Ladakh Vacation - Day 2 - Leh
We found it hard to sleep on our first night in Leh. We woke up at least twice and both the times our breathing was heavy like Darth Vader’s. When we finally woke up, it was bright outside and we were feeling remarkably fresh for the amount of sleep we had had. The first thing I did; even before we had breakfast, was to go to our guest house’s terrace and take in the view of the Stok range again. It feels wierd to state this, but so overwhelmed was I with emotions at seeing the mountains, that it felt like I was being reunited with a close friend that I hadn’t seen in years.
We spent most of our second day lazing around in Leh or rather we were taking it easy because our guide never failed to remind us of perils of altitude sickness - though he said we were free to roam about in the market a little. We left around 10:30 in the morning and walked up the Fort Road towards the Leh Palace. As soon as we reached an important junction we saw a restive crowd standing in a neat file on either side of a road - as if awaiting the arrival of someone important. And someone important it was - H. H. the Dalai Lama’s visit to Ladakh was coinciding with ours (though I am sure it was the other way round) and a lot of people had devoutly lined up to watch his cavalcade pass by. We too stood there surprised at the timing of our visit to Ladakh and the market this morning, and within seconds the Dalai Lama’s jeep sped past us.
It took us almost 45 minutes to reach a densely populated (by Ladakh standards) settlement of mud-brick and concerete houses at the base of the Leh Palace. It wasn’t noon yet but the sun was already admonishing us for being over-dressed. The adage about it being possible to get frostbitten and sunburnt at the same time was holding true; only that it inclined heavily towards the sunburnt part. Mutts sat half-asleep and camouflaged in the shade. We took a few pictures of the palace but bookmarked the long, up-hill walk to the palace for another day. We wanted to stay on friendly terms with our lungs.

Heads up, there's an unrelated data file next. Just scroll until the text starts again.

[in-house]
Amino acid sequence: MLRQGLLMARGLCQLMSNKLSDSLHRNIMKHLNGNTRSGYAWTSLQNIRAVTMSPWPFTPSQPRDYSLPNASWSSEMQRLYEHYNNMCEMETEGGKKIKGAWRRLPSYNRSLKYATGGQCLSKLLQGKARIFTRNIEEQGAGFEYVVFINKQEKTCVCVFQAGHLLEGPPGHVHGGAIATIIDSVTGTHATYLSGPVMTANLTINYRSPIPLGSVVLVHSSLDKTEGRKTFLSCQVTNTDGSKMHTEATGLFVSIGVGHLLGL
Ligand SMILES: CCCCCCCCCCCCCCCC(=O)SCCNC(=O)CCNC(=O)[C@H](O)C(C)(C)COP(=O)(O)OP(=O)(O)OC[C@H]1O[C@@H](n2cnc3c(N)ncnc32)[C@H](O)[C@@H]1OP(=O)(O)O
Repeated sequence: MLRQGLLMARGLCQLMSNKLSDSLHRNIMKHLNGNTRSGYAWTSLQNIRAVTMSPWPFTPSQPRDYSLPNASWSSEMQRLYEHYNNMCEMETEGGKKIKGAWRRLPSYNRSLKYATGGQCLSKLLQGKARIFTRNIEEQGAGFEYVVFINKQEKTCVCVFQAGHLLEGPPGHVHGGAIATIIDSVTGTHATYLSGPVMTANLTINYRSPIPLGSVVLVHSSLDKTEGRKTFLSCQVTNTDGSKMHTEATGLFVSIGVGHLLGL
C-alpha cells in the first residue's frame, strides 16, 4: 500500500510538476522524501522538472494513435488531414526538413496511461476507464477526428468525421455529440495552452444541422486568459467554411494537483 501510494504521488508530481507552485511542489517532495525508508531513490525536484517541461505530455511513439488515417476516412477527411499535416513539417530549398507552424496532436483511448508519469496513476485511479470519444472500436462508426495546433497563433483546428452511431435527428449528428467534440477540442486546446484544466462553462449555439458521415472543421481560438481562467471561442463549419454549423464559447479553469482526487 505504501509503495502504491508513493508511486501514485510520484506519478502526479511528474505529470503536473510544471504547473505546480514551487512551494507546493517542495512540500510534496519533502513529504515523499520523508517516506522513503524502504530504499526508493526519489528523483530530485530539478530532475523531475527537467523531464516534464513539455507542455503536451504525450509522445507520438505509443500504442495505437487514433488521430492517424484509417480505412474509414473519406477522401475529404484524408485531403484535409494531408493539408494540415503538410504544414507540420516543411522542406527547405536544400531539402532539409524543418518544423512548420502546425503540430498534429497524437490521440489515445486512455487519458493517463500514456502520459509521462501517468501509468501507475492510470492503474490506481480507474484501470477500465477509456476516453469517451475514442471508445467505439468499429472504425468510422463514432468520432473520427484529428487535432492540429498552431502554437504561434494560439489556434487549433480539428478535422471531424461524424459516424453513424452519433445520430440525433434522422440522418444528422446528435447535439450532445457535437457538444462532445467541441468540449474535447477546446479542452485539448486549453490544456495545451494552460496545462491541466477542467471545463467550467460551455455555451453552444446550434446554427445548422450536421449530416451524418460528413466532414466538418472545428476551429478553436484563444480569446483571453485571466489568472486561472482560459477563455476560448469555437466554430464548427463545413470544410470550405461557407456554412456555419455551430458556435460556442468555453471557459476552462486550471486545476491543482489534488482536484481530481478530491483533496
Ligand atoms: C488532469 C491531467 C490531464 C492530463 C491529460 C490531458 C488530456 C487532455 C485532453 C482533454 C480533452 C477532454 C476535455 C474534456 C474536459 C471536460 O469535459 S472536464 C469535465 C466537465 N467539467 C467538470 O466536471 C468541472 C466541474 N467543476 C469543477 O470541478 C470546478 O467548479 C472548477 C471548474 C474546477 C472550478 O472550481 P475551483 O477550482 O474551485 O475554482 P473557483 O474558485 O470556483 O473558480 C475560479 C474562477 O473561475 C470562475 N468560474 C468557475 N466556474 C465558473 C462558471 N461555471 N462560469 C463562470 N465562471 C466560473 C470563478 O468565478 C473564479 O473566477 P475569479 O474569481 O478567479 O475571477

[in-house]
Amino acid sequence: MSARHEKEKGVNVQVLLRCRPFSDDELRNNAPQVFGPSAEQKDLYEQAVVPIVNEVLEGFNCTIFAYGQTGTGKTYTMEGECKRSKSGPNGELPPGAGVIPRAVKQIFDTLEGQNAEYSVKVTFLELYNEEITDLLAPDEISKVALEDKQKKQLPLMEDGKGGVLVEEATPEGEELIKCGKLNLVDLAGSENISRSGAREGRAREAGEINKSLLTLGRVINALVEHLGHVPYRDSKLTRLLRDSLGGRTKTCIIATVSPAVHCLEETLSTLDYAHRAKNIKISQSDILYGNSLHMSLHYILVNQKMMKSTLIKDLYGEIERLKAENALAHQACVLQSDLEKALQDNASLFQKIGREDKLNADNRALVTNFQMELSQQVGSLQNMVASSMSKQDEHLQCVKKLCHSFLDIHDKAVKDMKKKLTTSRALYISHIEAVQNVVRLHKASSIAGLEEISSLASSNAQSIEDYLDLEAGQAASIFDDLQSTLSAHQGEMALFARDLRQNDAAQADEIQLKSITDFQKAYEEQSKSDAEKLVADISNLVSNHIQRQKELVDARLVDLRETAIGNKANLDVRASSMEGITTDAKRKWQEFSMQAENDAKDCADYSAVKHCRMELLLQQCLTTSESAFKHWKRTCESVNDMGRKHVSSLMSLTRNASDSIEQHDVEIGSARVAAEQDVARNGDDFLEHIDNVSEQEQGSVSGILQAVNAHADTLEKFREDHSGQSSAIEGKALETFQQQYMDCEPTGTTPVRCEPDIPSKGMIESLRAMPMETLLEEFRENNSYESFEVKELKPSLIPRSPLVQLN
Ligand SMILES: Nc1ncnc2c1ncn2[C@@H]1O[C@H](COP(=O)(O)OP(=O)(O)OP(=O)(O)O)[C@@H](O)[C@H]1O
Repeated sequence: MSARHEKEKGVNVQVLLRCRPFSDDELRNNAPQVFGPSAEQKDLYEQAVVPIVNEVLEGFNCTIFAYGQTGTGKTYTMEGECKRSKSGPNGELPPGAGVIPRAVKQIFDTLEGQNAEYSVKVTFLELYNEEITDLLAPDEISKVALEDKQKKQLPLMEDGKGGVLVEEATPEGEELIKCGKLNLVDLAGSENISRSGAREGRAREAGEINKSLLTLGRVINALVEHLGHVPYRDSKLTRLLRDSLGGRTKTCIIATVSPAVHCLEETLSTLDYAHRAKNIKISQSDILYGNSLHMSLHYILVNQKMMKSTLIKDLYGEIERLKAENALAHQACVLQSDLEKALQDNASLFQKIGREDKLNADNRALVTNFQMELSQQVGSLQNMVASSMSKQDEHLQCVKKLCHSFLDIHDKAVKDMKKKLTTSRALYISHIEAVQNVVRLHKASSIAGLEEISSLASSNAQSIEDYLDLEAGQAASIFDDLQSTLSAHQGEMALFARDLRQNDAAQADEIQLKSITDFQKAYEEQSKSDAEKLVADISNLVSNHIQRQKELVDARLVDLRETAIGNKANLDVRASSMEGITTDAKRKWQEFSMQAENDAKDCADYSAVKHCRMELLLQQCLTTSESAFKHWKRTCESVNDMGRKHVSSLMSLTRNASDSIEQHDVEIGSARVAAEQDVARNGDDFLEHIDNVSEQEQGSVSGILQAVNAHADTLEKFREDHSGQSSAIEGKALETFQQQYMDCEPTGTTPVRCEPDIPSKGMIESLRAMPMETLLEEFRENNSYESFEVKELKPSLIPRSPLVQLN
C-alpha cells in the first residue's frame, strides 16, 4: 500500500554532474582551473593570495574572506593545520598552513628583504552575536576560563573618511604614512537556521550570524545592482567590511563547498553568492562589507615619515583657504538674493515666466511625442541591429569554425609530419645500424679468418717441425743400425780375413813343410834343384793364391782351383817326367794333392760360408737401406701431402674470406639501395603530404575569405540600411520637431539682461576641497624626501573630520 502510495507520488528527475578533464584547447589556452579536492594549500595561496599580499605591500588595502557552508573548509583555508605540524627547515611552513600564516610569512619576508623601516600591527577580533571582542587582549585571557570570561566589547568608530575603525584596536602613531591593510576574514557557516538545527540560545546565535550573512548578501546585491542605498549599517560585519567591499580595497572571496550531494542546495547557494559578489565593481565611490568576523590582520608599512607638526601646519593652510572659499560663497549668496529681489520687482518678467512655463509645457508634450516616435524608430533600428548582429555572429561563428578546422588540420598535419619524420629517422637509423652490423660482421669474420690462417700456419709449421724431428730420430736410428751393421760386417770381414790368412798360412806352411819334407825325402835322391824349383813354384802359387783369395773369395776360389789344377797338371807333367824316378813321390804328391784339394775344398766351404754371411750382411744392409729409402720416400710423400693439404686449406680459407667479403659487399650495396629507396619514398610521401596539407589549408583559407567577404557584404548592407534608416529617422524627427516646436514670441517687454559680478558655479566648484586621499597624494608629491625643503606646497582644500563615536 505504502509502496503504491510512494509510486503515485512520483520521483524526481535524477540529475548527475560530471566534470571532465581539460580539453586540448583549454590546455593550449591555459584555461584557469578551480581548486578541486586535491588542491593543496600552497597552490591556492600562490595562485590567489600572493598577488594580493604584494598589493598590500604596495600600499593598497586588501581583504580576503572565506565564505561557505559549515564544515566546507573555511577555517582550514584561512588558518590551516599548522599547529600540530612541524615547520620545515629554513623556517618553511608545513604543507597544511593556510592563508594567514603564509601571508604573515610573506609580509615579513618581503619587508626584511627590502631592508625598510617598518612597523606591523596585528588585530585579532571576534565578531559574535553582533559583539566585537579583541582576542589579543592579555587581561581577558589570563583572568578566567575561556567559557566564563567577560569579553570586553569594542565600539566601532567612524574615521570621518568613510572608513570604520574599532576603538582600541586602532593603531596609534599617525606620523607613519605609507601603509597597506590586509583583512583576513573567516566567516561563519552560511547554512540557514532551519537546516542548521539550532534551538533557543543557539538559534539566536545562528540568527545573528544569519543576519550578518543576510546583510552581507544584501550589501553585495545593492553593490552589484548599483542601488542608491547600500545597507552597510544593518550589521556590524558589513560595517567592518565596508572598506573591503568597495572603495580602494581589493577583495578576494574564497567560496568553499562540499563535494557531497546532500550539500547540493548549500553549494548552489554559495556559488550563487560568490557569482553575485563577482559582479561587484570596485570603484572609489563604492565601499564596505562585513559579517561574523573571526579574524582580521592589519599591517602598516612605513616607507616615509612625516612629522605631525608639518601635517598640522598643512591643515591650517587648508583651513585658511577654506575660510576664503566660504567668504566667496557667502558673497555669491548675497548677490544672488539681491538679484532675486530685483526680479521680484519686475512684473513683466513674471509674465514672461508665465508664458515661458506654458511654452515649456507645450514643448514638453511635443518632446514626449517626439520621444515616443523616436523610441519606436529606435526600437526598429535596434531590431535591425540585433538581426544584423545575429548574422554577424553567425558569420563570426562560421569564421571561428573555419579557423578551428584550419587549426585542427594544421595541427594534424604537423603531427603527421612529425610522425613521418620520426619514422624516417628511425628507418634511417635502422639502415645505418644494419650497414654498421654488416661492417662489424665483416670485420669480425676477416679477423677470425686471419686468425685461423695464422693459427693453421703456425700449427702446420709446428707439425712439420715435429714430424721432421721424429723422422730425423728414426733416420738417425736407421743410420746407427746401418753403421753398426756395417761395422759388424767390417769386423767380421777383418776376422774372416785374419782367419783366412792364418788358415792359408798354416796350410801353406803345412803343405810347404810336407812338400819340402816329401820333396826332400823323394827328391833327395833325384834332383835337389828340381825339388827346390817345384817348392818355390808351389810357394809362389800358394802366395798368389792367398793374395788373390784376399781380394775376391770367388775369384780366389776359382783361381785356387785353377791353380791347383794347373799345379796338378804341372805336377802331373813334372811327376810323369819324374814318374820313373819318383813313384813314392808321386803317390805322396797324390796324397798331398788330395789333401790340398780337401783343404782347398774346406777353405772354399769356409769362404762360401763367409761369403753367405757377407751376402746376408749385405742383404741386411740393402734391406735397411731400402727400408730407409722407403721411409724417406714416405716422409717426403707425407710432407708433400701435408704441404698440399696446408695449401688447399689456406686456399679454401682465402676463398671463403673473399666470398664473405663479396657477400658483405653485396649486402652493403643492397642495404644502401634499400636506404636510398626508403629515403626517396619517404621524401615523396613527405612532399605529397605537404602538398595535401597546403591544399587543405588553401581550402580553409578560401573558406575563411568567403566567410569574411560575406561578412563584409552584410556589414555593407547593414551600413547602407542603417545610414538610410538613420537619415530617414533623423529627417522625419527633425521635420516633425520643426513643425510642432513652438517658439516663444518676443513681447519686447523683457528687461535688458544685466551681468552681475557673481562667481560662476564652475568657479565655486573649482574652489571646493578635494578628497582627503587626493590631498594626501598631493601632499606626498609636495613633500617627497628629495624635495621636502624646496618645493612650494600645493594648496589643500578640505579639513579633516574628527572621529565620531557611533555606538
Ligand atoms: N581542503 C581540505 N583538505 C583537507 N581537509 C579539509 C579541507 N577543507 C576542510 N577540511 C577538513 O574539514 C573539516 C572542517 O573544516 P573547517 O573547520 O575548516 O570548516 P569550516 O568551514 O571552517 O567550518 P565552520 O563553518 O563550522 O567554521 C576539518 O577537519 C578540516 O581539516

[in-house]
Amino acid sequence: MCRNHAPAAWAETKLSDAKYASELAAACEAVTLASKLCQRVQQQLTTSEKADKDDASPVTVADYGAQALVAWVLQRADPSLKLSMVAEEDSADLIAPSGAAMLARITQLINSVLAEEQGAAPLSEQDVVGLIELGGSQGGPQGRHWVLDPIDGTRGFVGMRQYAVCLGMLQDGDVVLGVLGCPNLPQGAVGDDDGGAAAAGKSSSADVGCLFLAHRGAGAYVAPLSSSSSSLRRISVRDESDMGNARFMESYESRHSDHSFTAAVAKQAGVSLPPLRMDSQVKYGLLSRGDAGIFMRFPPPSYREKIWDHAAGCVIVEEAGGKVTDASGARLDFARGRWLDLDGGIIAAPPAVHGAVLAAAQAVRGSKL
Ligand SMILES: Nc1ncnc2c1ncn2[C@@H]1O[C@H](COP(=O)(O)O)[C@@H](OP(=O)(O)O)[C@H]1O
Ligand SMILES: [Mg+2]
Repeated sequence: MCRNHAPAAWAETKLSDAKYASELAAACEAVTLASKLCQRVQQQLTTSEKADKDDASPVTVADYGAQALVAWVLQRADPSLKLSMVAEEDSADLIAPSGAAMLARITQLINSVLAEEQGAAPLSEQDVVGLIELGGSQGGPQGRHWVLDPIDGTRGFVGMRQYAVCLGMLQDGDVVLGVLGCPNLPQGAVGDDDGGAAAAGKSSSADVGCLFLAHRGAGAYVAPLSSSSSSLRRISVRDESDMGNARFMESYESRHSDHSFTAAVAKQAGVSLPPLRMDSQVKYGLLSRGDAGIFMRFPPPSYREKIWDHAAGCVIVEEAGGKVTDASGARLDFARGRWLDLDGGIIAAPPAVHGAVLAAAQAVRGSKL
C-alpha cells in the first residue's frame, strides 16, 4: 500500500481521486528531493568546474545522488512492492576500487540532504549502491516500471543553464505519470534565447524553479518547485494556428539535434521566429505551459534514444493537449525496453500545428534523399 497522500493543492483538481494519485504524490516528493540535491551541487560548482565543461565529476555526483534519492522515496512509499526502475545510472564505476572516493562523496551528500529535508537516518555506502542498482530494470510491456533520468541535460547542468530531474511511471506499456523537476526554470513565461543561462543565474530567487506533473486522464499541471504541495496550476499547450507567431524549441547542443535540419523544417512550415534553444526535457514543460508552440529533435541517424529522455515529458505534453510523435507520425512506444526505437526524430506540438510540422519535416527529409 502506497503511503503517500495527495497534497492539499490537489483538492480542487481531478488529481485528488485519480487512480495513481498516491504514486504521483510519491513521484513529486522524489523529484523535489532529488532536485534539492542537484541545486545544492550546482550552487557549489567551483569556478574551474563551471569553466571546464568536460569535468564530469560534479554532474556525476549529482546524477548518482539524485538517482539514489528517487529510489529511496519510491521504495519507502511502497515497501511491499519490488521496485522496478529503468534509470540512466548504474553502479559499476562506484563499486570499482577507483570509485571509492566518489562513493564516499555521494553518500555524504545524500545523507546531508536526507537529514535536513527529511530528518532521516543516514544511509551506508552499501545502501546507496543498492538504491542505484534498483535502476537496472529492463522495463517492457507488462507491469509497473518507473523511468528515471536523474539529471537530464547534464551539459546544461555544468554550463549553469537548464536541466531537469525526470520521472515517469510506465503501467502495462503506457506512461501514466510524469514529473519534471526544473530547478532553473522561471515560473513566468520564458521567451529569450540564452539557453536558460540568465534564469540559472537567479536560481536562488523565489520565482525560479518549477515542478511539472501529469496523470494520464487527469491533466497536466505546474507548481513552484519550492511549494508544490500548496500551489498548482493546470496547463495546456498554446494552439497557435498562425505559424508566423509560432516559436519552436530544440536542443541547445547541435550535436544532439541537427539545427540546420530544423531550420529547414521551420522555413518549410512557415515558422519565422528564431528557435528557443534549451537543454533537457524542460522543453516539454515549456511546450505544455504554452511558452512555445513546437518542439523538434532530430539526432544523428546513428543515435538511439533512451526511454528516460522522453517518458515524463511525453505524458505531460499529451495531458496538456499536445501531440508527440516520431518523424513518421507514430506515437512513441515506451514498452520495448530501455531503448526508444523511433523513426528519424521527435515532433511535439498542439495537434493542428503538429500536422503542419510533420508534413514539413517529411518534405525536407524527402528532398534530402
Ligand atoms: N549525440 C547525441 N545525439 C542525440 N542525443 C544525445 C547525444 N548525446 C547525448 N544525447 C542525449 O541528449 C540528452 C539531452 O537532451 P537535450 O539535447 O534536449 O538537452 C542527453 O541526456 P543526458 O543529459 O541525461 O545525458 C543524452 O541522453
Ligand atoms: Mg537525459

We traced our steps back to the main market and saw a shop selling a collection of intricately embroidered Tintin t-shirts. A lot of shops in Leh sell embroidered t-shirts - a few throw in an occasional Tintin t-shirt - but this place had the most elaborate collection of detailed Tintin designs.
By this time our grumbling tummies had joined the chorus of complaining body parts (led by the lungs of course). We finally settled at the World Garden Café just opposite the Leh Police Station. The place serves fresh, charcoal-oven-baked pizzas, home-made pasta and hummus-falafel-pita bread among other assortment of dishes from all over the world. A visit is highly recommended.
We went back to our guesthouse for a short siesta and this time I noticed a neat cabbage-patch in the midst of all those flower-beds. The garden at the guest house would continue to fascinate me right till the last day of our trip.
The sun had lost its bite when we left in the evening. The lane that led us from the guesthouse to the main road was lined with trees on one side. The sun was now behind them and their shadows cloned their world in silhouettes on the wall opposite.
The palace and a monastery near it were illuminated by the orange light of the setting sun. It all looked very surreal - electricity polls and wires criss-crossing across the street in front and the palace and the hills behind.
On our way back to the guesthouse we saw a bizarre sign at a telephone booth. The door was open inwards making the sign difficult to click. The shopkeeper saw my predicament, went inside and held the door for me to photograph! One hears about how the various cities are becoming photographer unfriendly - no sign of that here!